Employees are introducing more security risks while working during their summer vacation, one report says
If you’re sitting in the waiting area of any airport around the world with headphones on, listening to DJ Jazzy Jeff and the Fresh Prince’s “Summertime,” you’re one of many. Checking emails on your phone while waiting to take a break from the monotony? That’s just what attackers are expecting you to do.
As passengers sit biding their time until they board their flight, bus or train, many likely are scrolling through their phones using a free public WiFi. With all the attention on what to pack, once people are in vacation mode many forget that using the free airport Wi-Fi to get ahead of work emails exposes not only the individual device but also the enterprise to a potential man-in-the-middle (MITM) attack.
Yes, hackers monitor unsecured Wi-Fi to find their next victims, especially at these peak travel times when more travelers are taking advantage of free Wi-Fi connections not only at the airport but also at the corner coffee shop, bus station and even in their hotels.
The Risk of Employees Working Everywhere
According to the new “Risks and Riptides Report” published by Lastline, there are myriad cyber-risks facing U.S. organizations during the summer months. Researchers surveyed 1,000 security professionals to understand better the behaviors that impact enterprise security during the summer. Nearly 1 in 5 respondents said that more than half of their employees work from outside the office at least five days—either remotely or while on vacation—throughout the summer.
“Traditional perimeter and endpoint defenses are already becoming much less effective as more people regularly work remotely and use personal devices. This is exacerbated during the summer with increased travel that results in employees using public Wi-Fi and unmanaged devices,” said Lastline’s CEO, John DiLullo. “The risk rises further when understaffed security teams are left shorthanded or are further overworked, given the increased alerts.”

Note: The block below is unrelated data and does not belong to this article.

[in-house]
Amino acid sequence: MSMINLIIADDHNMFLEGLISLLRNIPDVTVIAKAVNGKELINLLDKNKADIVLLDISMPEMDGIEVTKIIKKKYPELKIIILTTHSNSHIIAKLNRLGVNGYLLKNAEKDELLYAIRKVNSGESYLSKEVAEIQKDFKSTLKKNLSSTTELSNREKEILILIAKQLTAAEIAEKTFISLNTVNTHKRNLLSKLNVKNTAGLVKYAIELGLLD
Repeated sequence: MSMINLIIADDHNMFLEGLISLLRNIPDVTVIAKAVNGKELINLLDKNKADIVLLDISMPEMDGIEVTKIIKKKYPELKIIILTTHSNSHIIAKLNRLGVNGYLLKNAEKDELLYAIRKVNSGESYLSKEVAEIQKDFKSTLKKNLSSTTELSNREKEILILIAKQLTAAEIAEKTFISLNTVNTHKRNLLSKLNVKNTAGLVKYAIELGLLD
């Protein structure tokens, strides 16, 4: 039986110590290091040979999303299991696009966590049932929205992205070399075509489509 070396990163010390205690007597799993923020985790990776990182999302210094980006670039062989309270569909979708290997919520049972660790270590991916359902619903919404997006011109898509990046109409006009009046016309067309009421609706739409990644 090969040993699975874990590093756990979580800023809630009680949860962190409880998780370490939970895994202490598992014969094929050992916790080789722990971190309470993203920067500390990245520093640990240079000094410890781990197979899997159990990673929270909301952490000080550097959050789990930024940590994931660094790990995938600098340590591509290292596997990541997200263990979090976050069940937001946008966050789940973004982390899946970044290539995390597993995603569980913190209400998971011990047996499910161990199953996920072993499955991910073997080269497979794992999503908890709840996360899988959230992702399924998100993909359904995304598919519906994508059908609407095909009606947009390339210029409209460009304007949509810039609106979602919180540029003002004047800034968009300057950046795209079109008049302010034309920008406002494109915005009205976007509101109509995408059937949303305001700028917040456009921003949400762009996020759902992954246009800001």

Organizations, therefore, need to assume their perimeter has been breached, DiLullo said, and use network detection and response technology to detect lateral movement on their network, including attempts to exfiltrate credentials and data.
Accessing corporate networks on public Wi-Fi is a major concern, but 48% of respondents said they also worry that employees will click on a malicious phishing link. Another 43% fear their employees will leave work devices unlocked and unattended in a public place or use applications that are not approved.
Can’t a VPN Fix That?
If travelers find themselves stuck with no option but to use unsecured Wi-Fi, they could simply disconnect and be on vacation. But, if completely disconnecting isn’t an option, there are things they can do to at least minimize risk.
“A virtual private network (VPN) works by encrypting your data, which means your information is translated into a code that only the VPN server can decipher,” said Francis Dinha, CEO of OpenVPN. “It also masks your IP address, or digital footprint, as it’s often called, which makes you unrecognizable to internet service providers (ISPs) and the rest of the internet in general.”
A VPN also allows employees to virtually access their private network safely from a remote location, rather than exposing themselves or the company to cyber threats.
However, it’s important to recognize that a VPN is not a panacea. A VPN can only minimize risk, not completely mitigate it. “Even while IT departments insist on using VPNs to access network resources, employees getting infected remotely still represent risk by simply walking back into the office and automatically being connected to the company’s Wi-Fi network,” according to the Lastline report. “The expanded attack surface is already a test for security teams, so it’s no surprise that expanding it even more during the summer, as a result of more employees working remotely, is a concern and a challenge.”
Summer Days Drifting Away, But Oh, Those Security Pros
Unfortunately, security professionals aren’t having such a blast on their summer nights. Unlike their colleagues, 36% of security staff said they don’t take time off because they fear that their absence would make their organizations more vulnerable.
Not all news is bad, though: “Perhaps due to being on heightened alert, over a third (36%) believe that their response time to a cyberattack would actually be faster compared to other times of the year,” according to the report.